After WWII, the Royal Opera welcomed a succession of great conductors: Karl Rankl 1946-1951, Rafael Kubelik 1955-1958, Georg Solti 1961-1971 and, since 1971, Colin Davis. Many guest conductors like John Pritchard, Otto Klemperer, Joseph Krips, etc., and more recently Claudio Abbado, Carlos Kleiber, etc., contributed to building Covent Garden’s prestige. Rankl, assisted by Sir David Webster, literally built the Covent Garden opera company from 1945 to 1970. Kleiber and Kempe put their faith in English artists and helped and encouraged them to perform abroad. Kubelik continued along the same lines and expanded the repertoire. Giulini and Klemperer did Covent Garden a great favour by conducting Don Carlos, La Traviata, Falstaff, The Barber of Seville, Fidelio, The Magic Flute and Lohengrin.

Solti’s tenure brought charm and excitement to the theatre, including in the repertoire Cosi Fan Tutte, Don Giovanni, Der Ring des Nibelungen, Orfeo, La Forza del Destino and Eugene Onegin. Also noteworthy were the performance of Tosca with Callas, Cioni and Gobbi, sets by Zeffirelli, the creator of Gobbi’s Simon Boccanegra, the Norma with Sutherland, Pelléas et Mélisande by Boulez, etc. And we should not forget the performances of English operas like King Priam, Billy Budd, etc. In the Solti period, artistic policy made possible the development of a company whose signers today perform all over the world.

Since then, directors have been encouraging young talents. Colin Davis, who is especially fond of Mozart, Berlioz and Wagner, gave Les Troyens, La Clemenza di Tito, Le Nozze di Figaro and Don Giovanni. He also completed the new Ring, produced by Götz Friedrich who became the principal producer of the Royal Opera. Claudio Abbado conducted Un Ballo in Maschera, staged by Otto Schenk with Ricciarelli, Domingo and Cappuccilli in the principal roles. Britten’s Death in Venice and Maxwell Davies’ Taverner were added to the repertoire, along with Faust, which hadn’t been performed at à Covent Garden since 1938, and it was reprised in 1974. In thirty years, The Royal Opera House has become one of the world’s greatest opera houses.

In 1987, Bernard Haitink replaced Colin Davis as musical director. In the 1980s and 1990s, the Royal Opera enhanced its reputation with an imaginative repertoire and award-winning new productions.

In 1997 the opera closed for two-and-a-half years for a major renovation but still presented seven new productions during that time. In 1999, the Royal Opera reopened, and in 2002 Antonio Pappano took the helm as musical director.

The Royal Opera continues to invite great artists like Angela Gheorghiu, Roberto Alagna, Bryn Terfel, Simon Keenlyside and many others. Each season, from September through July, some 150 performances of twenty-odd operas are presented; about half are new productions.

18 September 1809

The Royal Opera House in London, UK opens.


The First Theatre on the site opened as the Theatre Royal in Covent Garden on the 7th of December 1732 with ‘The Way of the World’ by William Congeve. This was a ‘Patent Theatre’ as granted to Sir William Devenant by Charles II, but this second Patent the first was granted to the Theatre Royal, Drury Lane actually originally applied to the Duke’s Theatre in Lincoln’s Inn and only ended up with the Theatre Royal in Covent Garden after the Patent was eventually handed down to John Rich, who began building the Covent Garden Theatre in March of 1731.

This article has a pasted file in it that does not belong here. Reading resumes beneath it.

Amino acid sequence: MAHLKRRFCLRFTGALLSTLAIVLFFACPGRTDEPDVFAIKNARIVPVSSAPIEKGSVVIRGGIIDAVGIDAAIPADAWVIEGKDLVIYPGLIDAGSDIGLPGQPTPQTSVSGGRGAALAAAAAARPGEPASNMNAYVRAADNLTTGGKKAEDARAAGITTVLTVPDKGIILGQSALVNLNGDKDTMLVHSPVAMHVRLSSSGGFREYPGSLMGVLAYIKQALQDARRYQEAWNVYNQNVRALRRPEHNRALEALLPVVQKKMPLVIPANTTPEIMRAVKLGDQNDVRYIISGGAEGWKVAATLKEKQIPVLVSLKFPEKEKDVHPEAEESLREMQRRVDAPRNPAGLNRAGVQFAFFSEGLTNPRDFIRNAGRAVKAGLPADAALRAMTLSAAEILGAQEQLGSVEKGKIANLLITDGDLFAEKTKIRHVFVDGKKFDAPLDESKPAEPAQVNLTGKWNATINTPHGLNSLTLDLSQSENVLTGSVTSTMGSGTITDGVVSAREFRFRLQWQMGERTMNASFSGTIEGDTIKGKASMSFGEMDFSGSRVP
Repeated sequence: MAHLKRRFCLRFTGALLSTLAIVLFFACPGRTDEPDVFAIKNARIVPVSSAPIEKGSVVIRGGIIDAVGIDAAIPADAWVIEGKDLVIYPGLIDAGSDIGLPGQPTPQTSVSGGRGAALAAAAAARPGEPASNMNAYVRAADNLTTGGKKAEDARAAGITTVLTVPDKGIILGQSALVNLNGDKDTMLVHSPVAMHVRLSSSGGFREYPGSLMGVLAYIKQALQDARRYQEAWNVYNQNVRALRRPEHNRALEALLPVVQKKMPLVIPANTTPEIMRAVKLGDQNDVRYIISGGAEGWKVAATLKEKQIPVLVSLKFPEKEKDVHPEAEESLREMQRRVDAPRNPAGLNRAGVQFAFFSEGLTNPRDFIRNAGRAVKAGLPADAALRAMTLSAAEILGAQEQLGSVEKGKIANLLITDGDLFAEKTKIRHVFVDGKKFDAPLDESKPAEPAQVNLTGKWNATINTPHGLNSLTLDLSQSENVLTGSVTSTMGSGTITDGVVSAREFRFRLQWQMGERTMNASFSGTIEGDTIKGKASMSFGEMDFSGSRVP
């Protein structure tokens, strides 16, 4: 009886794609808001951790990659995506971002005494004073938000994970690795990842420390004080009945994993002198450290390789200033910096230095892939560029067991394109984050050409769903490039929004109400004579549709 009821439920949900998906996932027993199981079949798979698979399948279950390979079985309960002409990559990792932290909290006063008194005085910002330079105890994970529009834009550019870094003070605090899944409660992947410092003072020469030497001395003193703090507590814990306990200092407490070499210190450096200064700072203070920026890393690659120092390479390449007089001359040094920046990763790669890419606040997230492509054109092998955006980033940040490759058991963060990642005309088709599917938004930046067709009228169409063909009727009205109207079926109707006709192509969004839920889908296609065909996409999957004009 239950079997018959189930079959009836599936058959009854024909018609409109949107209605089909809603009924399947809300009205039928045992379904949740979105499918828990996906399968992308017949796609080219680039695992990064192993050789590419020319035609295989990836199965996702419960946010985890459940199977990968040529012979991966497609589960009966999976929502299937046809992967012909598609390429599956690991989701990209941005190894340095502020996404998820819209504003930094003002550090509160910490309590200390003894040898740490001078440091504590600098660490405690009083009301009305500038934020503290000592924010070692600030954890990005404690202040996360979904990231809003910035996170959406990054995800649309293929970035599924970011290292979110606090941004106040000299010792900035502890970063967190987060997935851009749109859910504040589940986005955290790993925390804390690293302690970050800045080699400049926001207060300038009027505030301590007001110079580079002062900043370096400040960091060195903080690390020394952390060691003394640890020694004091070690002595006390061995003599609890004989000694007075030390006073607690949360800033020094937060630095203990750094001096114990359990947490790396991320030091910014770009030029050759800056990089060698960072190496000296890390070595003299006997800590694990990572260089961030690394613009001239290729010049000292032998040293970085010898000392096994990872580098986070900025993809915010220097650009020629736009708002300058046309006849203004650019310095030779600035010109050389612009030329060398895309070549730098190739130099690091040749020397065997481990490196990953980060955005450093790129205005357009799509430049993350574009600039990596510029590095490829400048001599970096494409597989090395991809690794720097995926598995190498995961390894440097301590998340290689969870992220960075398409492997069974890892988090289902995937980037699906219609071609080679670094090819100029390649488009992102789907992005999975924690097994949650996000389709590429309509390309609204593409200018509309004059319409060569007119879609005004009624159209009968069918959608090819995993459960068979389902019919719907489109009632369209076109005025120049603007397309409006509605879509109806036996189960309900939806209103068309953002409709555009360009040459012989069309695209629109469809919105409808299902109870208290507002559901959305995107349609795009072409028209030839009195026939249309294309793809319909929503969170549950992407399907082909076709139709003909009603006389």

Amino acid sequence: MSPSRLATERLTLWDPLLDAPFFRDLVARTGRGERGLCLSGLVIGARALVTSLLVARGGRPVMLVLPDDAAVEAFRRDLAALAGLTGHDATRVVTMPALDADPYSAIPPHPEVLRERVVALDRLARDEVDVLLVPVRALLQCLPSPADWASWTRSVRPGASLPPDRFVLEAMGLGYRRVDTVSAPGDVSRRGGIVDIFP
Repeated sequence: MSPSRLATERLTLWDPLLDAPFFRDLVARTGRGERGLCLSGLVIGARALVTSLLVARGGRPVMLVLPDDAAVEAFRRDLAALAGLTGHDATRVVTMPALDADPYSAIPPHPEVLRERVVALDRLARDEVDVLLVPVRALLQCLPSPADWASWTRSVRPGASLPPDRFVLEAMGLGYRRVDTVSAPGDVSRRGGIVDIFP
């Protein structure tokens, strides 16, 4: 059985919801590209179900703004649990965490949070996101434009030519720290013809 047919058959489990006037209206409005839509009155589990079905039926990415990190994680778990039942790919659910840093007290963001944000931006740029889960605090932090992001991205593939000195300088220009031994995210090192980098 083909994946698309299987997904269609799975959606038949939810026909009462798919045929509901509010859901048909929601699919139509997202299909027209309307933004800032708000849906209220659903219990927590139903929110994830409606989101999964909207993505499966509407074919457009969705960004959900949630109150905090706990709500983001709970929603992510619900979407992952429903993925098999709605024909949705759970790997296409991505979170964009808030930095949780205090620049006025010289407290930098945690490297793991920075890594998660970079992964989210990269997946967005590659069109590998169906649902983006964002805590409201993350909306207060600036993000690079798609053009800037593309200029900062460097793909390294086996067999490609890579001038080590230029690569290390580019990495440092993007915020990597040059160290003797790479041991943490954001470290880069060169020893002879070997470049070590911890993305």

The Theatre was built on land leased to John Rich from the Duke of Bedford and designed by the architect James Shepherd. The interior being decorated by the Italian Artist, Amiconi, with a capacity of 1,897. Handel arrived here in 1734 and produced many Operas and Ballets. David Garrick appeared here in 1746, fresh from Drury Lane, and it was in this Theatre that a new invention called the ‘Piano Forte’ was first heard in 1767. ‘She Stoops To Conquer’ had its first performance here in March 1773, and the first production of Sheridan’s ‘The Rivals’ was produced at the Theatre in 1775.

22 April 1809

The Austrian army is defeated by the First French Empire army led by Napoleon and driven over the Danube in Regensburg.

The Battle of Ratisbon, also called the Battle of Regensburg, was fought on the 22 April 1809, during the Napoleonic Wars, between the army of the First French Empire, led by Napoleon I, and that of the Austrian Empire, led by Archduke Charles. Scene of the last engagement of the Bavaria phase of the campaign of 1809, the brief defense of the city and installation of a pontoon bridge to the east enabled the retreating Austrian army to escape into Bohemia. During the assault, Marshal Jean Lannes led his troops up ladders onto the walls, and Napoleon was wounded in his ankle by a small artillery round. The shot had been fired at great distance and did not severely hurt the Emperor, but caused a contusion.

At dawn on 23 April the French advance continued in a pincer movement toward Ratisbon, with General Louis-Pierre Montbrun coming from the southwest and Napoleon moving up from the south. Around 9:00 A.M. 10,000 French cavalry, led by General Étienne Nansouty’s two cuirassier divisions, began to engage the Austrian cavalry, who despite poorly coordinated charges were able to hold them for almost three hours to facilitate the army’s escape, before they slipped away. Only then did the French discover the pontoon bridge, but its last defenders were able to hold on and cut the securing ropes to prevent the French from using it.

French casualties, including a wounded-in-the-ankle Bonaparte, were between 1,500 and 2,000 while the Austrians lost at least 6,000 men killed, injured or captured. Sending Marshal Louis Davout to guard the north bank across the Danube, Bonaparte was now free to move on Vienna.